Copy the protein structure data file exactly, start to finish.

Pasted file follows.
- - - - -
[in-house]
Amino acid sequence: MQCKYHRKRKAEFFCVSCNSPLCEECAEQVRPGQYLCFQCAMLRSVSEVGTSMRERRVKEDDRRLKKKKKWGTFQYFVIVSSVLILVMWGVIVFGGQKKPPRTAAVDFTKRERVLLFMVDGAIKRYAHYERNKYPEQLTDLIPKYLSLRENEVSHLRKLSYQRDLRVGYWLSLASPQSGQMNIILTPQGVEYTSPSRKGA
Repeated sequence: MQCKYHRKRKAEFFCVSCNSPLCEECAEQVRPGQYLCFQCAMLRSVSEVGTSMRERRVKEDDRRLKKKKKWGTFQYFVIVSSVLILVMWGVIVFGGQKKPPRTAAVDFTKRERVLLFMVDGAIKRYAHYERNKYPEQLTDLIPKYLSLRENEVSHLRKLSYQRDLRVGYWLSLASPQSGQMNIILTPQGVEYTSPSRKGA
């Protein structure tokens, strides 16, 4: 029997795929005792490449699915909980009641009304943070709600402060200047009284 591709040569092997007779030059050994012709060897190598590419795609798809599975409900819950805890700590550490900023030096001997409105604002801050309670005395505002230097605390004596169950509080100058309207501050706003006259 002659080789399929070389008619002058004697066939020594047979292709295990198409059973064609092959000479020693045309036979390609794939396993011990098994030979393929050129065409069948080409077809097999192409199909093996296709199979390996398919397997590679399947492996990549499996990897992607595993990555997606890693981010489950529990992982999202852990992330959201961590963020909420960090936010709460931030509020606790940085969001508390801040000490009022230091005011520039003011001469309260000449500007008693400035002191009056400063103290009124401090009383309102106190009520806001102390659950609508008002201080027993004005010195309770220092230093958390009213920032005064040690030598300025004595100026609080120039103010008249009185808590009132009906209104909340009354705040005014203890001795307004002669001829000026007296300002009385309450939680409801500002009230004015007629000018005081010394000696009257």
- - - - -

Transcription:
[in-house]
Amino acid sequence: MQCKYHRKRKAEFFCVSCNSPLCEECAEQVRPGQYLCFQCAMLRSVSEVGTSMRERRVKEDDRRLKKKKKWGTFQYFVIVSSVLILVMWGVIVFGGQKKPPRTAAVDFTKRERVLLFMVDGAIKRYAHYERNKYPEQLTDLIPKYLSLRENEVSHLRKLSYQRDLRVGYWLSLASPQSGQMNIILTPQGVEYTSPSRKGA
Repeated sequence: MQCKYHRKRKAEFFCVSCNSPLCEECAEQVRPGQYLCFQCAMLRSVSEVGTSMRERRVKEDDRRLKKKKKWGTFQYFVIVSSVLILVMWGVIVFGGQKKPPRTAAVDFTKRERVLLFMVDGAIKRYAHYERNKYPEQLTDLIPKYLSLRENEVSHLRKLSYQRDLRVGYWLSLASPQSGQMNIILTPQGVEYTSPSRKGA
């Protein structure tokens, strides 16, 4: 029997795929005792490449699915909980009641009304943070709600402060200047009284 591709040569092997007779030059050994012709060897190598590419795609798809599975409900819950805890700590550490900023030096001997409105604002801050309670005395505002230097605390004596169950509080100058309207501050706003006259 002659080789399929070389008619002058004697066939020594047979292709295990198409059973064609092959000479020693045309036979390609794939396993011990098994030979393929050129065409069948080409077809097999192409199909093996296709199979390996398919397997590679399947492996990549499996990897992607595993990555997606890693981010489950529990992982999202852990992330959201961590963020909420960090936010709460931030509020606790940085969001508390801040000490009022230091005011520039003011001469309260000449500007008693400035002191009056400063103290009124401090009383309102106190009520806001102390659950609508008002201080027993004005010195309770220092230093958390009213920032005064040690030598300025004595100026609080120039103010008249009185808590009132009906209104909340009354705040005014203890001795307004002669001829000026007296300002009385309450939680409801500002009230004015007629000018005081010394000696009257």